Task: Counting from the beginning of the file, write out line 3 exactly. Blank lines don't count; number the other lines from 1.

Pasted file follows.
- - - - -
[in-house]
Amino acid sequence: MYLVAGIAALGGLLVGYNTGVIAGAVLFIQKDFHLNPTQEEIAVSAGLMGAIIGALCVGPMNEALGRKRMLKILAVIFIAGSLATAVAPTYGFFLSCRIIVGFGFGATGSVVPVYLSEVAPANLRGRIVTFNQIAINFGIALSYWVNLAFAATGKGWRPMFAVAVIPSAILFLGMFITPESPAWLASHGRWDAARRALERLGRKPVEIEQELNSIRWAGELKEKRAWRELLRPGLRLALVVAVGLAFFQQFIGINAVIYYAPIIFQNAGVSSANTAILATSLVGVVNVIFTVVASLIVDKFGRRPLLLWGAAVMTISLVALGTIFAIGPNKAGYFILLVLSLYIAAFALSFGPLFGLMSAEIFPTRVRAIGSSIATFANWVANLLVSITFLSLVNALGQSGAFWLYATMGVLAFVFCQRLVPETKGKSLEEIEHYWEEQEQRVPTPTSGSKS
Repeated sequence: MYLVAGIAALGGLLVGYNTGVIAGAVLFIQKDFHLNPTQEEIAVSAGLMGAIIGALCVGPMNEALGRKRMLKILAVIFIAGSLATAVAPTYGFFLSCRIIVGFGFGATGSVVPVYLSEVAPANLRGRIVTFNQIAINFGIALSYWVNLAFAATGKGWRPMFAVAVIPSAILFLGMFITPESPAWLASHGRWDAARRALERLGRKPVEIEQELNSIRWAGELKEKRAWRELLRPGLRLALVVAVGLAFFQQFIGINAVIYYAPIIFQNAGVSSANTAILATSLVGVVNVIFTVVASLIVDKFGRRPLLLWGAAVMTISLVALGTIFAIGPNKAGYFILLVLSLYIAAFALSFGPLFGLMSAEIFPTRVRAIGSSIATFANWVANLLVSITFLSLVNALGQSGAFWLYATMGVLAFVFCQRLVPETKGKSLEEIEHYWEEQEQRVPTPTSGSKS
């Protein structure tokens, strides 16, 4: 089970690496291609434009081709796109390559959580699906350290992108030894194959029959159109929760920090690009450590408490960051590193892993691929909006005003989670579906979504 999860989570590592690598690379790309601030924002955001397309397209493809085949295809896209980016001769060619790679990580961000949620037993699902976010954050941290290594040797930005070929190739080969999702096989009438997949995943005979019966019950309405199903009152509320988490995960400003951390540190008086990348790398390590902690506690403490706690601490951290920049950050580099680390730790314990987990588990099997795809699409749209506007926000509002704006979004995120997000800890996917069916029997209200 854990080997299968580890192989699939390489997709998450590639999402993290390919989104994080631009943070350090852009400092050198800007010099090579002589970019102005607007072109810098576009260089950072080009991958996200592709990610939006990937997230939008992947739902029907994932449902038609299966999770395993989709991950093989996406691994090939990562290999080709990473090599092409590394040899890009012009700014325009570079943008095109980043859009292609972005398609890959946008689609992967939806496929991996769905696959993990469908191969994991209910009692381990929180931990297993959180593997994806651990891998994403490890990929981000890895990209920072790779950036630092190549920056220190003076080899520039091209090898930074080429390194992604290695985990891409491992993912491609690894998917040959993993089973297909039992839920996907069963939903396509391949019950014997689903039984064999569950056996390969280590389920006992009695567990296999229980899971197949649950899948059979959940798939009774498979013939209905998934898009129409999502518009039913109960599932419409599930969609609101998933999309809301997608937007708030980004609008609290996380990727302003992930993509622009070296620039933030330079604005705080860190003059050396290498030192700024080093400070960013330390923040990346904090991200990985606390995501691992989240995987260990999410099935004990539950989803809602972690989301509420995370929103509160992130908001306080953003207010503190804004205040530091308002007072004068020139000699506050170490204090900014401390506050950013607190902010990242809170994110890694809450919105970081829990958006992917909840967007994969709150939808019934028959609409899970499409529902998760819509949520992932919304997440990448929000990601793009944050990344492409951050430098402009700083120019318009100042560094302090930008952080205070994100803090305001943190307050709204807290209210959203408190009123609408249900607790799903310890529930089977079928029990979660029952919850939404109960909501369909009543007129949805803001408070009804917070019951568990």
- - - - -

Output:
Repeated sequence: MYLVAGIAALGGLLVGYNTGVIAGAVLFIQKDFHLNPTQEEIAVSAGLMGAIIGALCVGPMNEALGRKRMLKILAVIFIAGSLATAVAPTYGFFLSCRIIVGFGFGATGSVVPVYLSEVAPANLRGRIVTFNQIAINFGIALSYWVNLAFAATGKGWRPMFAVAVIPSAILFLGMFITPESPAWLASHGRWDAARRALERLGRKPVEIEQELNSIRWAGELKEKRAWRELLRPGLRLALVVAVGLAFFQQFIGINAVIYYAPIIFQNAGVSSANTAILATSLVGVVNVIFTVVASLIVDKFGRRPLLLWGAAVMTISLVALGTIFAIGPNKAGYFILLVLSLYIAAFALSFGPLFGLMSAEIFPTRVRAIGSSIATFANWVANLLVSITFLSLVNALGQSGAFWLYATMGVLAFVFCQRLVPETKGKSLEEIEHYWEEQEQRVPTPTSGSKS